Mutaguchi planned a triple advance from the line of the Chindwin river. In the south the 33rd Division would advance from Kalewa on 7/8 March and divide into three columns, that on the left directed against Tiddim with the 215th Regiment, that in the centre moving against Tongzang with the 214th Regiment, and that on the right comprising Major General Tsunoru Yamamoto’s 33rd Infantry Group (reinforced 213th Regiment with most of the division’s wheeled vehicles) to take Tamu and link with the 15th Division. With their first objectives taken, the left and centre columns were to join at Tongzang and move northward on Imphal, where they would cut the track west to Silchar and join the 33rd Infantry Group. In the centre of the front the 15th Division would move off from Thaungdut on 15/16 March and divide into two columns, that on the left deploying one battalion of the 60th Regiment to link with the 33rd Division’s right-hand column on the Shenam Saddle, and that on the right having the 51st Regiment plus parts of the 60th and 67th Regiments for its advance on Sangshak and then a southward advance on Imphal to cut it off from the north before destroying the 14th Army’s formations in the Imphal plain. And in the north the 31st Division was to depart on its 100-mile (160-km) approach march from the area just north of Homalin on 15/16 March and divide into three columns, that on the left having Major General Shigesaburo Miyazaki’s 31st Infantry Group (58th and 128th Regiments) for its advance via Ukhrul to invest Kohima from the south, that in the centre having most of the 138th Regiment for its move to Jessami and an investment of Kohima from the east, and that on the right having one battalion of the 138th Regiment to invest Kohima from the north and prevent the arrival of Allied reinforcements from Dimapur.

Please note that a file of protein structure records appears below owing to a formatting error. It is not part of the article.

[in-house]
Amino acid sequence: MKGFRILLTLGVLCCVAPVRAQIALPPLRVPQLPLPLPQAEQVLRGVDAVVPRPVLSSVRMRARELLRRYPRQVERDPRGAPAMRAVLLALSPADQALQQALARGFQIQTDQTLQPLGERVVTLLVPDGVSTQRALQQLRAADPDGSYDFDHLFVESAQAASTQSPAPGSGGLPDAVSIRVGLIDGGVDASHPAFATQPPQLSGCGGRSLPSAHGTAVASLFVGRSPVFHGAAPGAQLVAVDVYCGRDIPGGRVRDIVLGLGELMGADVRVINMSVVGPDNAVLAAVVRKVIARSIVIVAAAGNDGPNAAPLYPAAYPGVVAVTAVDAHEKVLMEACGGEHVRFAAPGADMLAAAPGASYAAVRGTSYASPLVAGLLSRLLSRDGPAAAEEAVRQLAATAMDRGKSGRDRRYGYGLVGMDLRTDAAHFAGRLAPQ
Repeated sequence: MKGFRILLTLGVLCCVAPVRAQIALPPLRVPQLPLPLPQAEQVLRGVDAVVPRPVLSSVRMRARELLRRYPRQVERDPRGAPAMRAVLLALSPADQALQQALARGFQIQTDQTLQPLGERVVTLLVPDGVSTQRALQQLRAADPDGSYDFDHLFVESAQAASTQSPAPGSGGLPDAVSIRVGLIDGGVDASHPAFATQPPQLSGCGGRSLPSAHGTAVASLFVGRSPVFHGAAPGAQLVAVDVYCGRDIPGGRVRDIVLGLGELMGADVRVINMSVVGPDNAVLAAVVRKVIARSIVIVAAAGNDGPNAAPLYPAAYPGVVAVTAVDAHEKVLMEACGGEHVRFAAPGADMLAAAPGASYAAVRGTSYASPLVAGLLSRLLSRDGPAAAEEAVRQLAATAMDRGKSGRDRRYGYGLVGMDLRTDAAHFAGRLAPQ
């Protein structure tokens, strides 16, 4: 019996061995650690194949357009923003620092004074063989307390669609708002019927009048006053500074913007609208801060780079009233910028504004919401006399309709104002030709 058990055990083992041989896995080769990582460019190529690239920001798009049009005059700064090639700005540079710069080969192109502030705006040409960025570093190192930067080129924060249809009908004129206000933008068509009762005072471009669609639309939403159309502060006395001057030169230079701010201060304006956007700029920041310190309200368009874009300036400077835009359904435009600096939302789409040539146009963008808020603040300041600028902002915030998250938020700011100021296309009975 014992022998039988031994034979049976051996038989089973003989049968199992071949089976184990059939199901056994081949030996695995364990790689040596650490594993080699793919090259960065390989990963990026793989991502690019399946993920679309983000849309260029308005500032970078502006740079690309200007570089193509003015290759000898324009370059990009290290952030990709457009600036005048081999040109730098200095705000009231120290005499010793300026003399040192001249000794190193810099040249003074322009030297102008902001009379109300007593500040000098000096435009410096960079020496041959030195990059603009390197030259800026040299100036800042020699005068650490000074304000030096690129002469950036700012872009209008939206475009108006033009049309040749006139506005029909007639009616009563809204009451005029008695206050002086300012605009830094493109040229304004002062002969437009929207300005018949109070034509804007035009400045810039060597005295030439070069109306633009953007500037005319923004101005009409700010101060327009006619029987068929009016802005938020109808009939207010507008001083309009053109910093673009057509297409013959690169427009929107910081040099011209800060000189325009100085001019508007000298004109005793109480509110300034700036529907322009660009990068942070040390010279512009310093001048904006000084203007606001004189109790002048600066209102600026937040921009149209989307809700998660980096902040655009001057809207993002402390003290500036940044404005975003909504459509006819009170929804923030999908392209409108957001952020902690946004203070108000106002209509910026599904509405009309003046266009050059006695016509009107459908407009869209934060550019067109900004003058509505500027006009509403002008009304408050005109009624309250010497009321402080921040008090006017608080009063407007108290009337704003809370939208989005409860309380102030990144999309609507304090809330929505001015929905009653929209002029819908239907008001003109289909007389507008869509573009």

Thus the 33rd and 15th Divisions would tackle Imphal (the 33rd Division having most of the army’s distinctly limited armour and also its heavier artillery), while the 31st Division was tasked with the elimination of Kohima (and its 4,000-ft/1220-m pass on the road from Dimapur to Imphal) in the north so that Allied reinforcements could not intervene in the major battle around Imphal.

Impossible timetable
Mutaguchi expected that his 15th Army could complete ‘U’ in some three weeks, after which the army could be supplied from captured British stocks until a road had been driven through from Kalewa to Imphal via Palel just north of the Shenam Saddle. The Japanese thus carried supplies of food, ammunition and fuel for only three weeks. But Kawabe was already starting to have doubts about the practicality of ‘U’, and the same sentiments were expressed by Lieutenant General Noburo Tazoe, commanding the much depleted 5th Air Division that was intended to provide air support for the 15th Army.